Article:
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Calvin and the Rhetoric of Piety.

By Serene Jones. Columbia Series in Reformed Theology. Louisville: Westminster/Knox, 1995. Pp. + 238. $18.

This interesting and provocative book paints a new portrait of John Calvin: Calvin as artist. Jones turns to Calvin's Institutes as theological art and finds there "carefully detailed and rich language, wrought by the pen of one of early modem Europe's most powerful rhetoricians." Calvin's purpose is not simply to persuade the intellect, but also to "affect the emotions and will of its audience." In this, Calvin showed such an immense talent for shaping both written and spoken word, that his work did "not simply meet Renaissance standards but itself became a new standard by which the artistry of rhetoric was measured (2)."

J. examines how the "rhetorical tools of his trade, namely, words, are used." Her purpose is "to attend to the subtleties and nuances of the linguistic texture of his prized work, the Institutes, and subsequently to develop a deeper appreciation of the rhetorical mechanisms that drive his theological/artistic project." This focus on Calvin's rhetoric leads her to ask questions about Calvin's "word choice and the play of various tropes while simultaneously charting the text's argument in all its twists, turns, and inconsistencies" (2).

J. begins by placing Calvin within the context of humanist rhetoricians in 16th-century France. A central theme is that for those humanist rhetoricians, truly eloquent written prose had "the capacity to transform the disposition of its reading audience by inducing a `play of mind' that leads to specific actions that the author intends to elicit" (6).

Chapter 2 analyzes the proposed audiences to whom the Institutes was addressed: Calvin's students, whom he wished to instruct; friends and followers in French parishes whom he wished to strengthen and console in the Christian faith; humanistically-minded scholars and aristocrats whom he wished to convert to the Protestant reform; and his various "enemies," including those whom he wished to attack and marginalize. These groupings hold keys to the various rhetorical functions Calvin sought to carry out. A "rhetorical map" of the Institutes would include pedagogical, consolatory, apologetic, and polemical rhetorics. These rhetorics also serve social functions, depending on to whom they are addressed. J. wants to indicate the ways by which all of Calvin's agendas, audiences, and social functions are "simultaneously negotiated, often in the same paragraph or sentence and sometimes even in the same turn of phrase or figurative image" (74). The three following chapters demonstrate this approach in Book 1, chaps. 1-3.

J. provides a nontraditional way of reading Calvin. She indicates that Calvin's purposes are to "take the reader through an educative process of reflection" rather than "to present a set of propositional truth claims about where one should begin the theological enterprise." His texts aim at "dispositional reorientation" rather than to convey hard and fast doctrine. Misguided notions of textual meaning have located Calvin's "meaning" in texts, "somewhere beneath or beyond the images and the rhetorical play that move across the surface of the text." This has led to the assumption (mistaken, according to J.) that "the text's rhetorical play can be interpretively bypassed in the theologian's search for the true meaning of the Institutes" (112).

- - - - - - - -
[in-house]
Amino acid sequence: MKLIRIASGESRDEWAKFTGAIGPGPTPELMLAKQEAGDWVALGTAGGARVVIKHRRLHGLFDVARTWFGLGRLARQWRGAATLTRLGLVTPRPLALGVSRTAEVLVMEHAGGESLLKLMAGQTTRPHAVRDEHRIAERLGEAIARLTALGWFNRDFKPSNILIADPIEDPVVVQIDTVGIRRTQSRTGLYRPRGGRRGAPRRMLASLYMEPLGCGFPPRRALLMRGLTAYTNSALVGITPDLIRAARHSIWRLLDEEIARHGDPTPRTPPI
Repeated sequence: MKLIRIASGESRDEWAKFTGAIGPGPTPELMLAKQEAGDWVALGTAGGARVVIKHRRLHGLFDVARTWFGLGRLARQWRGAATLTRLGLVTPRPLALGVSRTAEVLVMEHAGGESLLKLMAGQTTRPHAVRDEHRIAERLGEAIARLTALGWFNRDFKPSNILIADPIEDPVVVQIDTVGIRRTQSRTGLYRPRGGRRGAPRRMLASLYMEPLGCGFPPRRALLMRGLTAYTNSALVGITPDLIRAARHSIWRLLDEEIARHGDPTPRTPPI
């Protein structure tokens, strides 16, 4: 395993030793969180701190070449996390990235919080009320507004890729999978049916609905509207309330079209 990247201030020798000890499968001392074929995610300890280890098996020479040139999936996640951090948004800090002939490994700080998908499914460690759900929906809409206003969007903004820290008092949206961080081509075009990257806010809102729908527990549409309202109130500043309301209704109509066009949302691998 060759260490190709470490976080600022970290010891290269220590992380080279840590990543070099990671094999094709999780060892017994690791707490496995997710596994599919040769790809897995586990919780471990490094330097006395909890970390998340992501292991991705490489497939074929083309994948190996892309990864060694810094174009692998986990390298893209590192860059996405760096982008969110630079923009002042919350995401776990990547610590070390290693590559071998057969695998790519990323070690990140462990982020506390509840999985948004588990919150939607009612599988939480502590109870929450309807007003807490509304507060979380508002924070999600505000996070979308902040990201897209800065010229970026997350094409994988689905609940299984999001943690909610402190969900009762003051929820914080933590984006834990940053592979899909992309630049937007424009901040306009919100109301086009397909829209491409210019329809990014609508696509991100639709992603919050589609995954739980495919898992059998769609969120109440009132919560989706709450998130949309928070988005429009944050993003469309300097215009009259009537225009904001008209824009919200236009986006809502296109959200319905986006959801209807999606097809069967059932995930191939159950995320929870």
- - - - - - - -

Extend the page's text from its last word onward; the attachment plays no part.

J. challenges such assumptions, claiming instead that "one of the text's principal functions is to move the reader through a series of rhetorical strategies designed to convert and redispose him or her." When the text is "read in this manner, one comes to see that it is precisely through the play of these images that the text's functional meaning is constituted." For it is "through the reader's engagement with these rhetorical mechanisms," that "the truth of the text--the reorientation of the reader toward God--is enacted" (112). J.'s final chapter, "Calvin and the Rhetorics of Contemporary Theology," discusses this understanding of Calvin in relation to postliberal, pragmatic, and other contemporary theological views.

Traditional approaches to Calvin must now engage J.'s work. Her portrayal of Calvin as rhetorician and crafter of rhetorical strategies raises issues about Calvin's views of truth--and here dialogue must go on. Also, how did Calvin see himself as an interpreter of Holy Scripture who stood within an historical exegetical tradition? J. does not address this, but it has been a dimension highlighted by other Calvin scholars as a basic perception. What effect would this insight have on how Calvin functioned rhetorically? J.'s fresh approach will certainly stimulate Calvin studies and provide needed dialogue points for further discussions.
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Author:McKim, Donald K.
Publication:Theological Studies
Article Type:Book Review
Date:Mar 1, 1997
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